Fun astronomy facts to impress your friends with!

Astronomy Fact of the Day for December 2016

1st – Looking to the southeast around 6 o’clock tomorrow morning you will see the star Spica below Jupiter. This star is a blue-white star which means it is hotter than our Sun!

2nd – Public telescope viewing will be held the James S. McDonnell Planetarium tonight with the St. Louis Astronomical Society. For more information visit www.slsc.org

3rd – Looking to the east around 8 o’clock tonight you will see the star Betelgeuse. This red star is cooler in temperature than our yellow Sun.

4th – Looking to the southwest around 6 o’clock tonight you will see the Moon. Look to the left the Moon to see Mars and look below the Moon to see Venus!

5th – Looking to the southeast around 6 o’clock in the morning you will see the planet Jupiter. The temperature of Jupiter’s clouds is – 234° Fahrenheit!

6th – Looking to the northwest around 9 o’clock tonight you will see the star Vega. This white star is hotter in temperature than our yellow Sun!

7th – Looking to the southwest around 5:15 tonight you will see Mercury just above the horizon. Look above and to the left of Mercury to see Venus and above that is Mars and the Moon!

8th – Pluto is very cold because it is about 38 times the distance of the Earth from the Sun! Temperatures on Pluto can fall to -400° Fahrenheit!

9th – Looking to the southwest around 5:30 tonight you will see bright planet Venus! Temperatures can reach 900° Fahrenheit on the daytime side of Venus!

10th – Looking to the east around 7 o’clock tonight you will see the red star Aldebaran. Red stars are cooler in temperature than yellow stars like our Sun!

11th – On this date in 1863 Annie Jump Cannon was born.  She discovered 300 variable stars.  Variable stars change in brightness like the star Algol in the constellation Perseus.

12th – Look to the east around 7 o’clock tomorrow night and you will see the Moon. December’s full Moon is called the full cold moon because it is visible when the cold weather begins.

13th – Tonight is the peak of the Geminid meteor shower. The full Moon may diminish your view this year but to see the meteors look toward the east at Gemini starting around 9 o’clock tonight.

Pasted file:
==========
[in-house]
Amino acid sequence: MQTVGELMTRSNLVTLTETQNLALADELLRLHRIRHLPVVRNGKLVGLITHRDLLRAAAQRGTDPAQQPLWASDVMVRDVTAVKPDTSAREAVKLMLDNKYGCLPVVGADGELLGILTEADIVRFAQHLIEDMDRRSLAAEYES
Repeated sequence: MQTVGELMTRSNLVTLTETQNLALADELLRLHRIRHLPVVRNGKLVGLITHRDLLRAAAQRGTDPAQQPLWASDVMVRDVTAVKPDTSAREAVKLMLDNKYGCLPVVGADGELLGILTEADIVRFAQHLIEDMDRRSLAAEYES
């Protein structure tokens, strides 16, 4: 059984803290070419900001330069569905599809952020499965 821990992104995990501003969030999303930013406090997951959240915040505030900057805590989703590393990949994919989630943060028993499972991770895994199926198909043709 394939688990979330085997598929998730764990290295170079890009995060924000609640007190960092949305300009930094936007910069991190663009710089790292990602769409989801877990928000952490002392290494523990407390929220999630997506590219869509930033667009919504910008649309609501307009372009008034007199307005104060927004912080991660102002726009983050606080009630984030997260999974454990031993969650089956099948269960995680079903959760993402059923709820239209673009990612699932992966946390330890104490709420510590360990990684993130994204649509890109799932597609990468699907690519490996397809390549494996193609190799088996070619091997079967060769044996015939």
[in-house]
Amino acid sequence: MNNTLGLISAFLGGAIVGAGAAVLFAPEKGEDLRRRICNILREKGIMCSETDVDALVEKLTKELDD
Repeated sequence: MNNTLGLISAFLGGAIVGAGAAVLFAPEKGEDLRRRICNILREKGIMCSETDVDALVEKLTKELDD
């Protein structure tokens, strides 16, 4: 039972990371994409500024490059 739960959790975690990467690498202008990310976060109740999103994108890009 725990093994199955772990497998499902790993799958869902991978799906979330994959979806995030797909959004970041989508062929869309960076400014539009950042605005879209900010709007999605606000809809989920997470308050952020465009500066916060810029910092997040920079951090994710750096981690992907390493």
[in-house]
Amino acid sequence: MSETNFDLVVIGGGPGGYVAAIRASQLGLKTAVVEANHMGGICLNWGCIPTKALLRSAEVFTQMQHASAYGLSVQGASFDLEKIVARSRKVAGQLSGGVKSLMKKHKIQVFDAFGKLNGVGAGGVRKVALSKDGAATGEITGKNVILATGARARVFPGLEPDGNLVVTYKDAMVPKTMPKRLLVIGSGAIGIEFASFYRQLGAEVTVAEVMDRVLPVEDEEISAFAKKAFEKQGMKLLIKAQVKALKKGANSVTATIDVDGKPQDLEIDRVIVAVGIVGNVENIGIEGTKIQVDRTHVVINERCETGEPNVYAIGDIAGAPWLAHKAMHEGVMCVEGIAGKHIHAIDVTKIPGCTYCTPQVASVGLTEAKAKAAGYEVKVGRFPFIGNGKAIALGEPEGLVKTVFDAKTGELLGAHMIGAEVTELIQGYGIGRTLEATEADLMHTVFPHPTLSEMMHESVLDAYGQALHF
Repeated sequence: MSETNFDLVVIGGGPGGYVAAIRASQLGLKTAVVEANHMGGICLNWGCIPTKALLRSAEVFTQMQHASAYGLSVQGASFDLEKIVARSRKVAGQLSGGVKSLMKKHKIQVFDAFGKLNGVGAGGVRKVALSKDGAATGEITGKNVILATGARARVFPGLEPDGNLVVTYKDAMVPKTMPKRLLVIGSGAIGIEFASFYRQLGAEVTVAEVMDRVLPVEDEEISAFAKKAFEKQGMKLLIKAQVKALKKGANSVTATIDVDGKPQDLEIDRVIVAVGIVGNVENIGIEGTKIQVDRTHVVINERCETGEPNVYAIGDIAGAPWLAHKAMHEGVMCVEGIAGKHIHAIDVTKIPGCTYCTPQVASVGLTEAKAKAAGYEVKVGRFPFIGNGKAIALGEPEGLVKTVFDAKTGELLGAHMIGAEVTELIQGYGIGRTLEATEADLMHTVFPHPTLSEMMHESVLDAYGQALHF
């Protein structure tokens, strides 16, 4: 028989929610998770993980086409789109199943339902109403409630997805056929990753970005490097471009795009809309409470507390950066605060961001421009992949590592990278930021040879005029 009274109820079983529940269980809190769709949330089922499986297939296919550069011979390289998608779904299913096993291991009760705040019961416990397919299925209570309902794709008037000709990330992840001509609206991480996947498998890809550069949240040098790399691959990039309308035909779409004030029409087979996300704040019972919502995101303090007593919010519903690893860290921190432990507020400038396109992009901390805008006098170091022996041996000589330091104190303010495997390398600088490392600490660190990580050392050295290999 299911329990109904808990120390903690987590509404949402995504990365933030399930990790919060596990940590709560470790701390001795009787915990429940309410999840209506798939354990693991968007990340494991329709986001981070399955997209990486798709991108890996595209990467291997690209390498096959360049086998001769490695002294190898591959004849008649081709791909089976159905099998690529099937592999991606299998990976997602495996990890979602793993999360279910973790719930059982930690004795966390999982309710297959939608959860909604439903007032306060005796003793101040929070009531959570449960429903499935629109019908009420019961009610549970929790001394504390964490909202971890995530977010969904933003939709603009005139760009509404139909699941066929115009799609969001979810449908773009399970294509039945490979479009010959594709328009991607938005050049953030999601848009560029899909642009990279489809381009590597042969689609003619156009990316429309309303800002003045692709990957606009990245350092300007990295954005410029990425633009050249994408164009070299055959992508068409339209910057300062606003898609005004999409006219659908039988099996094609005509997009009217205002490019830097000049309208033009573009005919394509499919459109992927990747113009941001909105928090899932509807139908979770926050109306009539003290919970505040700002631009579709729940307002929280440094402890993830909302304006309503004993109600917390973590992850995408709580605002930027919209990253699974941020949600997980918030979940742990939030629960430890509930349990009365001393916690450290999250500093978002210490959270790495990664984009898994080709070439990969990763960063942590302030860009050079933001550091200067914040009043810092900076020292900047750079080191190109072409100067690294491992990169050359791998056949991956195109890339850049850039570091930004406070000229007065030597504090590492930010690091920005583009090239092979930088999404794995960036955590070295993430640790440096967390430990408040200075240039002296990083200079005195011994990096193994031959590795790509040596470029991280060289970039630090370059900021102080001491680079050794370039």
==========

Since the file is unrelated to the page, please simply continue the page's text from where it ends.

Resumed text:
14th – Looking to the southwest around 5 o’clock tonight you will see Mercury low on the horizon. Temperatures on the day time side of Mercury can reach 800° Fahrenheit!

15th –Looking near the center of the sky around 11 o’clock tonight you will see the yellow star Capella. This yellow star is cooler in temperature than blue stars like Spica.

16th – It is almost winter but you can still see the stars of the summer triangle tonight. Looking to the west around 6 o’clock tonight and you will see the three bright stars Vega, Deneb and Altair.

17th – Looking to the southwest around 6 o’clock tonight you will see the red planet Mars.  Mars has an average temperature of 70° Fahrenheit at the equator in the summer.

18th – Looking to the east around 11o’clock tonight you will see the waning gibbous Moon.  Look above the Moon to see the blue-white star Regulus. Blue-white stars are hotter than yellow stars like the Sun!

19th – Looking to the southwest around 6 o’clock tonight you will see the star Fomalhaut. This star is hotter than the Sun and is part of the constellation the Southern Fish.

20th – Looking near the center of the sky around 6 o’clock tonight you will see four stars that form a square. This pattern of stars is called the great square of Pegasus.

21st – Today is the winter solstice which is the first official day of winter. The winter solstice is the shortest day of the year and the longest night of the year.  From now on the days will slowly get longer.

22nd – Looking to the southeast around 6 o’clock tomorrow morning you will see the waning crescent Moon. Look to the right of the Moon to see the Spica and look above this star to see Jupiter!

23rd –Looking to the southeast around 9 o’clock tonight and you will see the winter constellation Orion the Hunter. This constellation has two of the ten brightest stars in the sky!

24th – Looking to the southeast around 6:30 in the morning you will see the bright red star Antares. Red stars are cooler in temperature than yellow stars like the Sun.

25th – Looking to the northeast around 6 o’clock tonight you will see the Moon. December’s full moon is called the Full Cold Moon because it is visible when the cold weather really begins.

26th – The zodiac is a belt of 13 constellations that straddle the sky. Within this belt lie the apparent paths of the Sun, the Moon, and the planets.

27th – Looking to the northeast around 9 o’clock tonight you will see two bright stars near each other. These stars are part of the constellation Gemini. The star Castor is visible above its twin Pollux.

28th – The autumn sky contains fewer bright stars than can be seen during the other 3 seasons. In contrast the winter sky has 5 of the 10 brightest stars visible in the night sky!

29th –Looking high in the east around 4 o’clock tomorrow morning you will see the orange star Arcturus. This star is cooler than yellow stars like the sun.

30th – Looking to the southwest around 6:00 tonight you will see Venus. On Venus the temperature can reach around 900° Fahrenheit! 

31st – You can ring in the new year with the brightest star in the sky. Look due south at midnight and you will see Sirius the Dog Star!